Our professional insolvency practitioners work with voluntary sequestrations and liquidations on a daily basis. As such, we are able to help you avoid costly pitfalls regarding debt solutions. In addition, we are committed to providing you with sufficient information to help you make an informed decision about your current and future financial affairs.

We thus recommend that you seek legal guidance from our team of professional insolvency practitioners regarding aspects of insolvency, whether these are related to the liquidation of your business, sequestration with immovable property or without, whether you qualify for voluntary sequestration, and how rehabilitation works. As experienced, professional insolvency practitioners, we are also able to help minimise the effect of the sequestration or liquidation and provide you with information related to aspects such as what property is included in the estate, how long it takes to complete the sequestration process, and more. To help you understand important aspects of insolvency, we briefly look at two of the questions you may have. Note that no two sequestrations or liquidations are the same and your particular circumstances must be taken into consideration. For in-depth discussion and legal help, best speak to our team of professional insolvency practitioners.


Yes. Certain acts committed before the sequestration are illegal. Those acts would not have been illegal if committed by a solvent party, but if someone is insolvent, these acts are considered crimes. An insolvent party can be prosecuted for not keeping proper records and gambling away assets. Certain acts are also illegal and constitute criminal offenses if committed during the voluntary sequestration. An example is where the insolvent party enters into a credit agreement without informing the creditor about their insolvent status. To avoid unknowingly performing an illegal act during or before the sequestration, speak to our team of professional insolvency practitioners about such acts that are not allowed. Being informed will help you to avoid pitfalls, which could also affect your ability to apply for rehabilitation.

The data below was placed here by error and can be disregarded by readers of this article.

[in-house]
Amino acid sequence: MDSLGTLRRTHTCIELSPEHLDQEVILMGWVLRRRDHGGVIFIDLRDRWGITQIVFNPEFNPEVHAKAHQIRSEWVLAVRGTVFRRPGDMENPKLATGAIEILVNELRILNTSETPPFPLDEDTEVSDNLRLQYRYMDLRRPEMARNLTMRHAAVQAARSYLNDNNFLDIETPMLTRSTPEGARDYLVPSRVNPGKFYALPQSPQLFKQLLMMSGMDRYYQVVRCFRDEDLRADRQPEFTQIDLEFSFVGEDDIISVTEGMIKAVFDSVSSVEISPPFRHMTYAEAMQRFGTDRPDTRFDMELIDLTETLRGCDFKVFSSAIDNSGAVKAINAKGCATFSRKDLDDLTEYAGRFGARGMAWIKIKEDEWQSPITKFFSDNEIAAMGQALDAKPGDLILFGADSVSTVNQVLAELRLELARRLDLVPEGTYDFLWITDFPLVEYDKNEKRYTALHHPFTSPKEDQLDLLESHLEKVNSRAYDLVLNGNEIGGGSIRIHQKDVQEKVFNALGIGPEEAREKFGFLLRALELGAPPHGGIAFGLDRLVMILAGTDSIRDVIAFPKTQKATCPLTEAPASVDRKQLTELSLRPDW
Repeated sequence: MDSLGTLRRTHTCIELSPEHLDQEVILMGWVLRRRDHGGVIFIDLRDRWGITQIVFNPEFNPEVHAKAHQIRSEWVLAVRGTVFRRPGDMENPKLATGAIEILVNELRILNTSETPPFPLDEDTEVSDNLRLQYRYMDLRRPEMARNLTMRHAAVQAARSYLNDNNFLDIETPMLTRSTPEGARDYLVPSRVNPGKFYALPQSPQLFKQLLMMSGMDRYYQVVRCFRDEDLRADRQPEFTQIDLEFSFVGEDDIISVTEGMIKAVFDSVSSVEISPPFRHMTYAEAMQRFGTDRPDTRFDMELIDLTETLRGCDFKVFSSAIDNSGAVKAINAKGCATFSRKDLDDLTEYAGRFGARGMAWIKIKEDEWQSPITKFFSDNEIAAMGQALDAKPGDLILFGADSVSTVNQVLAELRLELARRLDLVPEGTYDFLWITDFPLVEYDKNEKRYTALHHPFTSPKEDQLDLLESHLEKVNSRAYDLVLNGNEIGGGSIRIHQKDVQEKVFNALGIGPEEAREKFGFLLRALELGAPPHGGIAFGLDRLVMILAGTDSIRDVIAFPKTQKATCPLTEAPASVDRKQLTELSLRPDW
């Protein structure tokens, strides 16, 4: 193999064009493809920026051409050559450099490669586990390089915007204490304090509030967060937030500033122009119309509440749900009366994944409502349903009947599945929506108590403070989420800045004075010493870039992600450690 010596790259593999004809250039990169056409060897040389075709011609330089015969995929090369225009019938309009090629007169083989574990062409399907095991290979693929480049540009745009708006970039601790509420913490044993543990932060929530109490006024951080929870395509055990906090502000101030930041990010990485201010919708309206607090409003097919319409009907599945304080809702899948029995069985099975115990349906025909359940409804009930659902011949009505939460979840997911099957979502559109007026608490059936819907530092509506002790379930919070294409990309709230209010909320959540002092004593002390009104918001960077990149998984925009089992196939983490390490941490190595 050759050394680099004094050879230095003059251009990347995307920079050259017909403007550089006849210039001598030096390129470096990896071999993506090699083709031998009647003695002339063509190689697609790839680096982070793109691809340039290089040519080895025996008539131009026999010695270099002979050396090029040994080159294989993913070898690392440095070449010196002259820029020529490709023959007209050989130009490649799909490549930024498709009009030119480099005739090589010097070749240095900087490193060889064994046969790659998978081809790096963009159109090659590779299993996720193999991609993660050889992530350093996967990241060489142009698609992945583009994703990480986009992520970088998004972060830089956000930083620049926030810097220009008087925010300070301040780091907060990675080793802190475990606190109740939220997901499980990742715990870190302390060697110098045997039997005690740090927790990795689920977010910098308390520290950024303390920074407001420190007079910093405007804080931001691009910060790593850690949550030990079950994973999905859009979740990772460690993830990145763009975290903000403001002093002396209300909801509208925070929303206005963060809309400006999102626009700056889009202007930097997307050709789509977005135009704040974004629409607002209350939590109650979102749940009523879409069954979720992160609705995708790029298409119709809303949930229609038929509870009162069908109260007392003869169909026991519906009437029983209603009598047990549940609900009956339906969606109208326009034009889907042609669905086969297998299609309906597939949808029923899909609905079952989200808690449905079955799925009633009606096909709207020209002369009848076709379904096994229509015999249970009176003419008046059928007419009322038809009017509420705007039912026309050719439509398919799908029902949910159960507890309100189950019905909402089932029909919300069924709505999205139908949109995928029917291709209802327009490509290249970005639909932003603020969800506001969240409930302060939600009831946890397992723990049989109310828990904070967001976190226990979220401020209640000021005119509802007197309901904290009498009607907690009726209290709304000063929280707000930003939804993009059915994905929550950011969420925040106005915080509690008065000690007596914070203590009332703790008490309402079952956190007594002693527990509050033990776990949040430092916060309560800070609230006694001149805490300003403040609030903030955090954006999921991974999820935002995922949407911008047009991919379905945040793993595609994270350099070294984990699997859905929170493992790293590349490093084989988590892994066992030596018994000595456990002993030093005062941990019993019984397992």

When you apply for voluntary sequestration, you apply to be declared bankrupt. As such, you surrender your estate and thus lose control over the financial affairs associated with the estate. A trustee manages the estate and you require the permission of the trustee/curator to enter into credit agreements. If you inherit property during the insolvency, such property forms part of the insolvent estate. You cannot hold the position of director in a company and cannot hold certain professional and governmental positions. You must disclose your insolvency status to a creditor, should you apply for credit. You must handle your financial affairs in such a manner as to ensure approval from the trustee. Your ITC record will indicate that you are insolvent.

Rehabilitation is a legal process whereby you apply to be relieved from the status of being insolvent. Once rehabilitated, you are once again able to enter in credit agreements without the permission of the trustee, and can hold director positions and certain governmental positions that were prohibited while you were insolvent. You regain full control over your financial affairs. Your ITC record is amended to show that you have been rehabilitated. The status remains the same for a period of five years, whereafter it is removed. In essence, rehabilitation ends the insolvency.

It is possible to become rehabilitated in a shorter time, provided the claims have been fully paid. It is also possible if the creditors accept a composition and you have made payment of a minimum 50 cents out of the rand for all claims. However, certain requirements must be met, best discussed with our professional insolvency practitioners. A specific period must have lapsed before you can apply for rehabilitation. The timeframe depends on factors such as whether it is your first sequestration, whether you have cooperated with the trustee, whether you have been involved in any fraudulent acts during the sequestration, and whether all claims have been paid. Our professional insolvency practitioners will explain the requirements for rehabilitation and help you through the process.

If you do not apply for rehabilitation, you will remain insolvent for a period of ten years, whereafter you will automatically be rehabilitated. However, it is best to apply for rehabilitation as soon as the requirements are met to ensure that you can regain full control over your financial estate.

Disclaimer: This article is for informational purposes only and does not constitute legal advice. Call on our attorneys for legal advice, rather than relying on the information herein to make any decisions. The information is relevant to the date of publishing – May 2018.